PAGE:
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I'm glad I never tried reading "good calories bad calories"
the info is pretty much the same as "why we get fat" but I was warned that it was very scientifically oriented and that gcbc was more 'user friendly'
so anyway, i got gcbc and found that IT was pretty science based. I can't say that I enjoyed it as a read, but I admit that it was loaded with great info.
The message seems to come down to something like this " Forget the food pyramid. Forget that fat is bad. If you want to lose weight and gain health then avoid carbs.
The science is very useful because it details how our bodies, actually our cells metabolize the foods (fats, protein,carbs) to create glucose, and how hormones, mostly insulin work in this regard.
It's a great myth buster and I would recommend it as a resource to anyone who is serious about health and nutrition.
He is a gifted writer on a very complex subject. So many of us get ridiculed because we are dismissed as lazy overeaters and its great to find someone that can explain specifically why we are not. He even interjects a bit of humor in it from time to time.
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Old 04-06-2013, 07:46 AM   #26
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That book changed my life. Best book out there to give a full view of all the nutrition lies that have been perpetuated upon us in the last 50 years.

Blue Skies, you may have to drop to under 50 carbs if you're trying to get your BG under control. I had to do 20 or less for many months before my BG stabilized to normal. I can eat more carbs now, but I still rarely go above 50.

I started out with a fasting BG of just over 300, and I'm now regularly in the 70's and 80's. It can be done!
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Old 04-06-2013, 08:02 AM   #27
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That book changed my life. Best book out there to give a full view of all the nutrition lies that have been perpetuated upon us in the last 50 years.

Blue Skies, you may have to drop to under 50 carbs if you're trying to get your BG under control. I had to do 20 or less for many months before my BG stabilized to normal. I can eat more carbs now, but I still rarely go above 50.

I started out with a fasting BG of just over 300, and I'm now regularly in the 70's and 80's. It can be done!
Another book you may want to consider reading is Dr. Richard Bernstein's 'Diabetes Solution'.
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Old 04-06-2013, 08:11 AM   #28
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Along with many others, I read this book after I started my way back to low carbing. It helped me understand more about myself and how food impacts me, which I think allows me to stay with this way of eating than I otherwise would. And it also provided me with a little more inspiration to keep going because it made things make sense. Plus, it's an easy afternoon read if you have the time and the information is quite digestable.

I started taking my weight/health seriously back in January after all the holiday gorging by allowing myself to eat anything but to restrict my calories and exercise regularly. I ended up gaining 5 pounds doing it that way! So then I returned to a stricter, yet more enlightened, version of what I did about 10 years ago with the low carb way of eating. This book helped reinforce why the simple low-fat/eat less, move more, generic advice doesn't work for me along with so many others.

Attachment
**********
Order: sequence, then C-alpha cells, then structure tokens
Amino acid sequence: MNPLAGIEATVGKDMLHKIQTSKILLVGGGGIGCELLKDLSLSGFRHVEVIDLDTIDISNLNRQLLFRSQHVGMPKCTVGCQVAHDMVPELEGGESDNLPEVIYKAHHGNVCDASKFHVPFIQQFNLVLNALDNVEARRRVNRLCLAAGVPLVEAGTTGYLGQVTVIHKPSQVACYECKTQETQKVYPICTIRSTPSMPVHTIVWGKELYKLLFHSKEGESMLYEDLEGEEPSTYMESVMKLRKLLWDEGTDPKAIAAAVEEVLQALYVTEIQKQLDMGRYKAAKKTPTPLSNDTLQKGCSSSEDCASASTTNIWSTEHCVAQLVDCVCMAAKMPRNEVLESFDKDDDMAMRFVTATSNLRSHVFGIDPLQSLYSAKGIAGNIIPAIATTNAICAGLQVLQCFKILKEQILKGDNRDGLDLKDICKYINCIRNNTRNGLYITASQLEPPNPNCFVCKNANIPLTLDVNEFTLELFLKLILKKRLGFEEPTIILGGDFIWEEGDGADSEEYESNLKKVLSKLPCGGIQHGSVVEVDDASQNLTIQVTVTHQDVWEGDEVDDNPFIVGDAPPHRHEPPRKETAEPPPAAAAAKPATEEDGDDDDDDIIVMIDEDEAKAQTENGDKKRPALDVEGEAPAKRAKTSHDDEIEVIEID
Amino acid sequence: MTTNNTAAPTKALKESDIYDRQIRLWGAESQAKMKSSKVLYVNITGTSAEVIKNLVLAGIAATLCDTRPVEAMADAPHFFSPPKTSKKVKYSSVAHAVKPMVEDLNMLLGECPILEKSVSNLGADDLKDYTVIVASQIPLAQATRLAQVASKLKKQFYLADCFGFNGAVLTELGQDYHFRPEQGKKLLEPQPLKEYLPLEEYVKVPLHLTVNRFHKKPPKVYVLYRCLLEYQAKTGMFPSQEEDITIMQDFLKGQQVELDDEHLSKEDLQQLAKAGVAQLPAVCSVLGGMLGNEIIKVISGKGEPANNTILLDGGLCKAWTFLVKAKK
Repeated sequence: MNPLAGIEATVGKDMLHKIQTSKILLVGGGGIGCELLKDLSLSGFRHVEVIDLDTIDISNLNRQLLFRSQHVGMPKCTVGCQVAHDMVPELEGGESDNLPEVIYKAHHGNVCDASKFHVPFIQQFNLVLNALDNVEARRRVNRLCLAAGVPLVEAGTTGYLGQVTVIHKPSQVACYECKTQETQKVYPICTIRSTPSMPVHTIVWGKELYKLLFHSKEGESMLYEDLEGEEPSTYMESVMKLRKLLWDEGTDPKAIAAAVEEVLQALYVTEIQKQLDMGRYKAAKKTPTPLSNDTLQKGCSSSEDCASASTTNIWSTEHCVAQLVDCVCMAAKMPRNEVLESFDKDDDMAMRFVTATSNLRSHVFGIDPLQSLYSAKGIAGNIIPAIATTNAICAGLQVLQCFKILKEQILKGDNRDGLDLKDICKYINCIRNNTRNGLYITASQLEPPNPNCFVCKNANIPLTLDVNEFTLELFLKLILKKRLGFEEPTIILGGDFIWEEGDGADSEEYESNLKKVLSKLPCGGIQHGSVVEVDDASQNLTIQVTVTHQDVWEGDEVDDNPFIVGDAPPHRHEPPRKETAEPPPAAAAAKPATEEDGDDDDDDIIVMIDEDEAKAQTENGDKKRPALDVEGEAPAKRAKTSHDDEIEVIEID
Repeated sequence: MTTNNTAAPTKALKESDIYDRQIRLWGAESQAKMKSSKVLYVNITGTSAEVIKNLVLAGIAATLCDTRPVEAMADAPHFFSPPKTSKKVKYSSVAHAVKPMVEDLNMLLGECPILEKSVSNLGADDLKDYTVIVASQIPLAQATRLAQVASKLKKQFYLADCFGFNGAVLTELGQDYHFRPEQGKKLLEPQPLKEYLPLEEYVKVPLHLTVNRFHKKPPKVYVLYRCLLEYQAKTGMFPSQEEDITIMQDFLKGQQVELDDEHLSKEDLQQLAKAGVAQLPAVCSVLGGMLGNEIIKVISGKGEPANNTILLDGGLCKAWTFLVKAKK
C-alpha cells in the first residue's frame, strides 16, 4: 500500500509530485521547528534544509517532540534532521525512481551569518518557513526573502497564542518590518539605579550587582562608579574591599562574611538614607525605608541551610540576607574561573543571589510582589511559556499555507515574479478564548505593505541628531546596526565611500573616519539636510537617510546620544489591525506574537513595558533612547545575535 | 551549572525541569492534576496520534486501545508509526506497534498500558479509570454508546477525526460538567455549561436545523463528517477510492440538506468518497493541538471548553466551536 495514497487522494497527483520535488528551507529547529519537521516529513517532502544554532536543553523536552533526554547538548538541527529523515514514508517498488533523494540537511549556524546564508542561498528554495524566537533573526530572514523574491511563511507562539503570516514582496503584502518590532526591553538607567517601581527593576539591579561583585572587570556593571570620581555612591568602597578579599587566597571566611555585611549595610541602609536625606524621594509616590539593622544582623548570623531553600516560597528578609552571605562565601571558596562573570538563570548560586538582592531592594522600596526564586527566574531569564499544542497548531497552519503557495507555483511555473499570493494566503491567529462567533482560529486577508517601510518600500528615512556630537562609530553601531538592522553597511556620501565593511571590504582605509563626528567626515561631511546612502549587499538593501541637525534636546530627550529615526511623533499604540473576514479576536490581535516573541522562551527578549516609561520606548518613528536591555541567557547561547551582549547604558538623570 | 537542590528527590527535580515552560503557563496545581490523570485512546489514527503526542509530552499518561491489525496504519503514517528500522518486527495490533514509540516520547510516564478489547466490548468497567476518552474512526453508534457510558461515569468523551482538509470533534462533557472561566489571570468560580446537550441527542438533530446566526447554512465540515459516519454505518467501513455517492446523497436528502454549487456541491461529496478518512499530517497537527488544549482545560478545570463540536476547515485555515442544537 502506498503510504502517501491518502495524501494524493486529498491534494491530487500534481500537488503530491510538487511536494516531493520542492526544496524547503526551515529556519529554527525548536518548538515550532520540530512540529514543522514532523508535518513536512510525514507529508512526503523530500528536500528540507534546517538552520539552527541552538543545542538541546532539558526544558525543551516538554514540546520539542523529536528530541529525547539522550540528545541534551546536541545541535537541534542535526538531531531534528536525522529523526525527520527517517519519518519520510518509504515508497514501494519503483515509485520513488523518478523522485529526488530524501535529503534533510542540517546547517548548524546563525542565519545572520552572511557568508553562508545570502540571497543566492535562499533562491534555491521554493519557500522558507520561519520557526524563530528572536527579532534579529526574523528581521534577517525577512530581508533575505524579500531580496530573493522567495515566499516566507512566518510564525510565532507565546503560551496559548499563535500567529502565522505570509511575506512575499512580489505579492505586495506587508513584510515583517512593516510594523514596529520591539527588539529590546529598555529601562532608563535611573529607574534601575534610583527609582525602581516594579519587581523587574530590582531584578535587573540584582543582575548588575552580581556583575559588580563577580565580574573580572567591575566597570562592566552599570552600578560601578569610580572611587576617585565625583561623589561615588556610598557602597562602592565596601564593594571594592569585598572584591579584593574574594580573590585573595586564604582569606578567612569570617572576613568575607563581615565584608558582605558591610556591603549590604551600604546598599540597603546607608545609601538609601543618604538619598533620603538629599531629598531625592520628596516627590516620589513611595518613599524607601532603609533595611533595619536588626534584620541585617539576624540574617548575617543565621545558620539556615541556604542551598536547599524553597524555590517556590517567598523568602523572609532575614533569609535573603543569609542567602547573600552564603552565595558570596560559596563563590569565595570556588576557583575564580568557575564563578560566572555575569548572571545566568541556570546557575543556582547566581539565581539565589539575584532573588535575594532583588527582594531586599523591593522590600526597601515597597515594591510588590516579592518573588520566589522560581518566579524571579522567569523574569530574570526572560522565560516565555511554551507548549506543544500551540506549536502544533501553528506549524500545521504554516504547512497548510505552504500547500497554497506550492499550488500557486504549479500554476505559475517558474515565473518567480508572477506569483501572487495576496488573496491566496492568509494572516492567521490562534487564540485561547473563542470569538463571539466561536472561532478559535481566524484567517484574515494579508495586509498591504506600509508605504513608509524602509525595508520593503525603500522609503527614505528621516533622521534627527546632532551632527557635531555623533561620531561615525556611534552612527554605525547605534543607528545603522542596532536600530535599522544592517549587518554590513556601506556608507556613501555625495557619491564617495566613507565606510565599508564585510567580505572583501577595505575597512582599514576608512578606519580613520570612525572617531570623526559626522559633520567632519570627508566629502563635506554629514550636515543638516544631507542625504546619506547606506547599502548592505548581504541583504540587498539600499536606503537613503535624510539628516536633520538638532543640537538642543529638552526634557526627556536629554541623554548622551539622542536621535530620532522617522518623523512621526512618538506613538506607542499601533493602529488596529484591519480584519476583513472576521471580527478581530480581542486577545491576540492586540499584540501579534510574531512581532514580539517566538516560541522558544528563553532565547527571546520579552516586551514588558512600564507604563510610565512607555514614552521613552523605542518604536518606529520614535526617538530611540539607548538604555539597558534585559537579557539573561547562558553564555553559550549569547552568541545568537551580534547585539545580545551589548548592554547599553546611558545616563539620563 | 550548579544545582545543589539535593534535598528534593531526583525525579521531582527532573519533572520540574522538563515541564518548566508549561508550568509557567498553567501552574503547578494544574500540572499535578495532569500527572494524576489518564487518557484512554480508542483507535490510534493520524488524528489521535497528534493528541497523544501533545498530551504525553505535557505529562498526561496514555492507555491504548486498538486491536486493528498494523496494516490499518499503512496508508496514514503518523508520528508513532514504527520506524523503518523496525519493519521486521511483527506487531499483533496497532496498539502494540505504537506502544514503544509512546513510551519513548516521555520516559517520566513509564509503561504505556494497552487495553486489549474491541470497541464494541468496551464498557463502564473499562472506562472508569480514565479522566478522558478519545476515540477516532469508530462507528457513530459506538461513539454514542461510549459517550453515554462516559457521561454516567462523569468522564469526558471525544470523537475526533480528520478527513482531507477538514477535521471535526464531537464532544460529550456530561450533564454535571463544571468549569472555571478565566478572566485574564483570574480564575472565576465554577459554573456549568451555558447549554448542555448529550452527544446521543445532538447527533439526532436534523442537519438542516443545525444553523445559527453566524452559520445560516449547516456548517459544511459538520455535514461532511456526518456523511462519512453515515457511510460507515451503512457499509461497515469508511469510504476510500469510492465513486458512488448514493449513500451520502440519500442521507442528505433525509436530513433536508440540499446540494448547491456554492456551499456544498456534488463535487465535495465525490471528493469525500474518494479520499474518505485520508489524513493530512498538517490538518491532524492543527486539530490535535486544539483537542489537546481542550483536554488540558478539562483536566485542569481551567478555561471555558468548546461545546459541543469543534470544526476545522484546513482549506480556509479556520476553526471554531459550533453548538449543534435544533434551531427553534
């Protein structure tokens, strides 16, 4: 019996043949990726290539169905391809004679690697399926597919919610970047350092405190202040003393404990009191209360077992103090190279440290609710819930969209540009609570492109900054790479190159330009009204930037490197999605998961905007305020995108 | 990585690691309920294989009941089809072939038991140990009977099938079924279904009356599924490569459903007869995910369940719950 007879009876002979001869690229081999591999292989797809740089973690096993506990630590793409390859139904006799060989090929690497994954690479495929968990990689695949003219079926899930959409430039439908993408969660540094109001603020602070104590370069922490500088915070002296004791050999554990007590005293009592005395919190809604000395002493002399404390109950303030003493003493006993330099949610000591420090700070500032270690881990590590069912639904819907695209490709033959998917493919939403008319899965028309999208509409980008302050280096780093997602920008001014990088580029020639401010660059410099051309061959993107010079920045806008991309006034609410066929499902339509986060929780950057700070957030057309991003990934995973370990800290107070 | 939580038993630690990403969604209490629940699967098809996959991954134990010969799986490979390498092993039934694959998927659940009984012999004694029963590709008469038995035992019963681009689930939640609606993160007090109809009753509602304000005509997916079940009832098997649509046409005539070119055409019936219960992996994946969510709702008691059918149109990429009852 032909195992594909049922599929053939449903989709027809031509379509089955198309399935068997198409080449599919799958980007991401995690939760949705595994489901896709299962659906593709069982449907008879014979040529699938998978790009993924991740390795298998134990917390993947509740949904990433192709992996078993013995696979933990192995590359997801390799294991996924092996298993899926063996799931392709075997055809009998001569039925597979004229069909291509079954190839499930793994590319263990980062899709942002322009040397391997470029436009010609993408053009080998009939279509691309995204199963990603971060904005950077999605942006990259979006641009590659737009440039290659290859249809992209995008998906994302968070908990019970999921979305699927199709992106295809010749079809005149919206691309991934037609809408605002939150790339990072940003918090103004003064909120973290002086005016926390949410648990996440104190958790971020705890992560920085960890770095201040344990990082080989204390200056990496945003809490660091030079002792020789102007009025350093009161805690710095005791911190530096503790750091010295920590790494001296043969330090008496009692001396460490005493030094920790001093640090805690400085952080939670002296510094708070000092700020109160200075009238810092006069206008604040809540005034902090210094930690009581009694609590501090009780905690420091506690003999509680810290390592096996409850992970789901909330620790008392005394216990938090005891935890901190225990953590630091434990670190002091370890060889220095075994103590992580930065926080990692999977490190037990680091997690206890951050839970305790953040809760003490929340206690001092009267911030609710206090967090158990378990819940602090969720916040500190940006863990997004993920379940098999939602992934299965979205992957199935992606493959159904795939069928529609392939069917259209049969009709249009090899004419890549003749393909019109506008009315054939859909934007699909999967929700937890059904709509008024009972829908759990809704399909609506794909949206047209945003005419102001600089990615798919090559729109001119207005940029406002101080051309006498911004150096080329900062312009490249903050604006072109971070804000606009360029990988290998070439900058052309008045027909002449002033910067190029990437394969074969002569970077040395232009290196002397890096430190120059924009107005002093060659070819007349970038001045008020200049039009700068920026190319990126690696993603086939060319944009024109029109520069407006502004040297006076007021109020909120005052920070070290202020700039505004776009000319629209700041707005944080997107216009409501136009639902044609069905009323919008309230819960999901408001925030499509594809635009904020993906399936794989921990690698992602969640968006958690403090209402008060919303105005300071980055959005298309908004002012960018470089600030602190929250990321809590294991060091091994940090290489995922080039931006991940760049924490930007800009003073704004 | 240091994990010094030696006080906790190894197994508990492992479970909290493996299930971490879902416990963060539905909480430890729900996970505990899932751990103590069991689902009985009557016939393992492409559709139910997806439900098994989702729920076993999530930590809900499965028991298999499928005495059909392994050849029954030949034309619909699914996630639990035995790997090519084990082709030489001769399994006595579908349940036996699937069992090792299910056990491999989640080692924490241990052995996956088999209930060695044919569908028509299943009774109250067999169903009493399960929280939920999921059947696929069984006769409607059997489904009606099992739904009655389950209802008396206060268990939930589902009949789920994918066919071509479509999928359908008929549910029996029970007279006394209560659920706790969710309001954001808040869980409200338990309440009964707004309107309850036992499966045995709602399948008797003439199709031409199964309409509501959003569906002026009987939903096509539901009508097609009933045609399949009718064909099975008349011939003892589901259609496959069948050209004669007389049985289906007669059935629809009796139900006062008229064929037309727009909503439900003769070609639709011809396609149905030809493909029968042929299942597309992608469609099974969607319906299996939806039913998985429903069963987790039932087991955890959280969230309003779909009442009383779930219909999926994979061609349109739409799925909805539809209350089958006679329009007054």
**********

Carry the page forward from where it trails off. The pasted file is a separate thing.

I actually recommended the book to my mom who passed her weight genetics to me, but doesn't really want to commit to any particular type of way of eating. She just knows I'm doing something Atkins-esque, but kept commenting she "couldn't understand how a low-carb, high-fat diet could ever work." And while Atkins does delve into a lot of this, I think of that as more of a "diet" book and felt that Why We Get Fat would help explain to her in a very accessible way a lot of the reasons this way of eating works while rebutting "conventional diet wisdom." I'm not sure if she read it yet, but I told her if she really wants to understand beyond my quick couple minute explanation of this way of eating, it's a great place to start--especially since she passed her weight genes to me lol.
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Old 04-06-2013, 08:17 AM   #29
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I read it when it first came out. I should get it out again. Should be yearly required reading. :-)
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Old 04-06-2013, 10:05 AM   #30
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That book changed my life. Best book out there to give a full view of all the nutrition lies that have been perpetuated upon us in the last 50 years.

Blue Skies, you may have to drop to under 50 carbs if you're trying to get your BG under control. I had to do 20 or less for many months before my BG stabilized to normal. I can eat more carbs now, but I still rarely go above 50.

I started out with a fasting BG of just over 300, and I'm now regularly in the 70's and 80's. It can be done!
Thanks Vilya, I'm do for a check up soon, so we'll see where I'm at. My BG was just over the line for Diabetes II, so I'm hoping I can do this with between 30 and 50 carbs a day, which represents a HUGE drop for me, as it would for most people. I eat virtually no refined sugars, and the carbs I do eat come from low carb bread I make in the bread machine, nuts and occasional fruits of the low carb kind. If not, I'll have to re-configure.

Luckily the less carbs I eat, the less I want, as we know. So if I do have to drop more it won't be so bad, and I have a head start in the weaning down process.